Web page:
10 False Science Facts Everyone Knows

Milk helps you grow up tall and strong.
Is drinking milk going to make her taller? Not necessarily. Antonio Diaz/iStock/Thinkstock

We've heard it from moms, dads, teachers, doctors, and -- perhaps most tellingly -- the dairy industry.

Want to be strong and tall, and boast the strongest bones on the block? Drink your milk.

As a 5-foot (1.5-meter) -tall weakling who was forced to drink milk every day of her adolescence, it does strike me that this science "fact" is either A) not foolproof or B) an indication that without help from calcium, I might've topped out at 4 feet 2 inches (1.3 meters) with broken fingers from moderately strenuous piano practice.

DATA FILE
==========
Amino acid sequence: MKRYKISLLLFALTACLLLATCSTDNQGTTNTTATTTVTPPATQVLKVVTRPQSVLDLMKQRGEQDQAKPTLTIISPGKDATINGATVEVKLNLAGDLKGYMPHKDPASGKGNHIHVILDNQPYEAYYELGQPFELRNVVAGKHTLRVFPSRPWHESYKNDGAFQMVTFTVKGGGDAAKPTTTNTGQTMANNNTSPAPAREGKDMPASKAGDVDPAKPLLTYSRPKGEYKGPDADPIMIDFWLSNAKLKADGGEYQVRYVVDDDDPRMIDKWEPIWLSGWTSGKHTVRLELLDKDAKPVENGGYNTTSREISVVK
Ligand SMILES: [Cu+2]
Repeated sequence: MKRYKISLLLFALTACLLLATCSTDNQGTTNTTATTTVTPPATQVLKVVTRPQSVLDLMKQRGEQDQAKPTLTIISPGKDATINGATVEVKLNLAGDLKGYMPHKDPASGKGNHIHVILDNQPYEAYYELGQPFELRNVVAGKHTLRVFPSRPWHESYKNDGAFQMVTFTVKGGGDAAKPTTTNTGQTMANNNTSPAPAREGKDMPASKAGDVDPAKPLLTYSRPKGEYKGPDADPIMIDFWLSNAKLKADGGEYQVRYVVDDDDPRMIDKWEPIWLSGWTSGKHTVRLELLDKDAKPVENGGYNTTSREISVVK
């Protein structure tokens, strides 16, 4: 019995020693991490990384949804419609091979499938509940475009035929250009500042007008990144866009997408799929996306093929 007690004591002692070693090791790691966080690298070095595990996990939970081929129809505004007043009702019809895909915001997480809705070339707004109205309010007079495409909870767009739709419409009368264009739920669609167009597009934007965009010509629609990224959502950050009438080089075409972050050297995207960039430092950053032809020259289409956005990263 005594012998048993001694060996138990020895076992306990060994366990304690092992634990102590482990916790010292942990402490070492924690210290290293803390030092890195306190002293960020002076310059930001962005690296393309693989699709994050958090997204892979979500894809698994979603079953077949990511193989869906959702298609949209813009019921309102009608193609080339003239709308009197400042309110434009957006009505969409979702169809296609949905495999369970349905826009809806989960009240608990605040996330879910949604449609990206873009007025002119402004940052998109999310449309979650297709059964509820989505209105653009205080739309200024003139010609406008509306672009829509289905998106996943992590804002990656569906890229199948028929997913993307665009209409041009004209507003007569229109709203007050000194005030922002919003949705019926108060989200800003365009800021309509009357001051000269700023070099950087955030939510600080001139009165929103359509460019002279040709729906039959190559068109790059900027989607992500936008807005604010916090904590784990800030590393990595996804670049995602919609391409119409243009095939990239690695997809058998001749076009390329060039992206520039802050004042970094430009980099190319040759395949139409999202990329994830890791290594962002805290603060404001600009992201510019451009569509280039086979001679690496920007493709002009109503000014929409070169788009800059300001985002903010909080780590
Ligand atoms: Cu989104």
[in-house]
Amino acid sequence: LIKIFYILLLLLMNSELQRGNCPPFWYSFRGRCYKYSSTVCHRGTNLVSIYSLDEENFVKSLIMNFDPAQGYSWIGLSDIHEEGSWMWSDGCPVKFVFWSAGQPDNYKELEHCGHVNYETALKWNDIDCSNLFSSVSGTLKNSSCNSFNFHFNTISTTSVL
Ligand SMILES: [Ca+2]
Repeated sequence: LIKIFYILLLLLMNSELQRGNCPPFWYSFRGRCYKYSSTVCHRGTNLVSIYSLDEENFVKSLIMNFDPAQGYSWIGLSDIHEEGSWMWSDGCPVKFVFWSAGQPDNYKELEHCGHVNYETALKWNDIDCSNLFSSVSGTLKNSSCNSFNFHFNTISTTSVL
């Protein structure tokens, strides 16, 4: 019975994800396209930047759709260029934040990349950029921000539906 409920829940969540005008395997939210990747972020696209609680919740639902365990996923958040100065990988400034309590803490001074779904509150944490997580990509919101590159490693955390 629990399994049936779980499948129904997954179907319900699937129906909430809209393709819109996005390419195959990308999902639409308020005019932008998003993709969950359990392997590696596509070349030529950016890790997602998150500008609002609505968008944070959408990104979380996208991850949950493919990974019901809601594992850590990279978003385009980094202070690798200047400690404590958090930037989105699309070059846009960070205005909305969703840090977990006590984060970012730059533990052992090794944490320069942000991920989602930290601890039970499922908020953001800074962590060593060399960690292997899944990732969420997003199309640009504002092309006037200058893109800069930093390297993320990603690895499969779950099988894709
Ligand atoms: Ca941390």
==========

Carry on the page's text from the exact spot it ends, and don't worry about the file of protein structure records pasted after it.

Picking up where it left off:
Let's ignore anecdote and stick with evidence-based study. Some scientists and nutritionists have argued that the U.S. dairy guidelines are overwhelming: three cups (0.7 liters) of milk or equivalent dairy (like yogurt or cheese) a day for anyone older than 8 [source: Kelly]. Researchers at Harvard and Cornell have both noted that increased milk intake didn't correlate to higher bone strength. However, be aware that plenty of conflicting studies do indicate calcium increases bone health [source: Kelly].

Some researchers even argue that Americans, with their high dairy diet, are actually victims of weaker bone structure due to the blood and tissues pulling calcium from the bones to counteract the high acidity in the animal protein of dairy. Important to note? Nobody claims drinking milk will make you taller.